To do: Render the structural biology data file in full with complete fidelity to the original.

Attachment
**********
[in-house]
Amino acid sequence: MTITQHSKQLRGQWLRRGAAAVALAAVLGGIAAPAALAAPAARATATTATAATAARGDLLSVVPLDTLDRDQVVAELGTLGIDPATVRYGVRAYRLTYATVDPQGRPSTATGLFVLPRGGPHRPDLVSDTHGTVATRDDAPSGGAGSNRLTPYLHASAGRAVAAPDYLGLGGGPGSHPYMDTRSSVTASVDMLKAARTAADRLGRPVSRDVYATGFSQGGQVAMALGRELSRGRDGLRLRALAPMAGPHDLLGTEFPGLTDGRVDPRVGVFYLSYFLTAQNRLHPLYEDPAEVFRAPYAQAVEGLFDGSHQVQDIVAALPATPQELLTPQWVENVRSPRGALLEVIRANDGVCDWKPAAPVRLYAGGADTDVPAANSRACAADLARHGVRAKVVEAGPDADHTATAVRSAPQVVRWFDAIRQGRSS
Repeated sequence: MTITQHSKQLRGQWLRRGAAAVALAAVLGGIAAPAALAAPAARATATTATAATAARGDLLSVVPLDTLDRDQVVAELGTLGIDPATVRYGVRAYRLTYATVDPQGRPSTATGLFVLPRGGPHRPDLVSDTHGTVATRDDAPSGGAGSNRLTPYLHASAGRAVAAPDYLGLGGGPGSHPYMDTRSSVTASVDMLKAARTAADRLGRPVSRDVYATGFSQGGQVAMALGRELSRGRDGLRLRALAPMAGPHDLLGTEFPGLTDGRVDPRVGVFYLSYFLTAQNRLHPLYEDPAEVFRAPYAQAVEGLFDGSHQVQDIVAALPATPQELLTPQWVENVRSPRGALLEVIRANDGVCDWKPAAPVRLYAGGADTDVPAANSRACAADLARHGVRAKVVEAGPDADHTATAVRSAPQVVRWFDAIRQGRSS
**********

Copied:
[in-house]
Amino acid sequence: MTITQHSKQLRGQWLRRGAAAVALAAVLGGIAAPAALAAPAARATATTATAATAARGDLLSVVPLDTLDRDQVVAELGTLGIDPATVRYGVRAYRLTYATVDPQGRPSTATGLFVLPRGGPHRPDLVSDTHGTVATRDDAPSGGAGSNRLTPYLHASAGRAVAAPDYLGLGGGPGSHPYMDTRSSVTASVDMLKAARTAADRLGRPVSRDVYATGFSQGGQVAMALGRELSRGRDGLRLRALAPMAGPHDLLGTEFPGLTDGRVDPRVGVFYLSYFLTAQNRLHPLYEDPAEVFRAPYAQAVEGLFDGSHQVQDIVAALPATPQELLTPQWVENVRSPRGALLEVIRANDGVCDWKPAAPVRLYAGGADTDVPAANSRACAADLARHGVRAKVVEAGPDADHTATAVRSAPQVVRWFDAIRQGRSS
Repeated sequence: MTITQHSKQLRGQWLRRGAAAVALAAVLGGIAAPAALAAPAARATATTATAATAARGDLLSVVPLDTLDRDQVVAELGTLGIDPATVRYGVRAYRLTYATVDPQGRPSTATGLFVLPRGGPHRPDLVSDTHGTVATRDDAPSGGAGSNRLTPYLHASAGRAVAAPDYLGLGGGPGSHPYMDTRSSVTASVDMLKAARTAADRLGRPVSRDVYATGFSQGGQVAMALGRELSRGRDGLRLRALAPMAGPHDLLGTEFPGLTDGRVDPRVGVFYLSYFLTAQNRLHPLYEDPAEVFRAPYAQAVEGLFDGSHQVQDIVAALPATPQELLTPQWVENVRSPRGALLEVIRANDGVCDWKPAAPVRLYAGGADTDVPAANSRACAADLARHGVRAKVVEAGPDADHTATAVRSAPQVVRWFDAIRQGRSS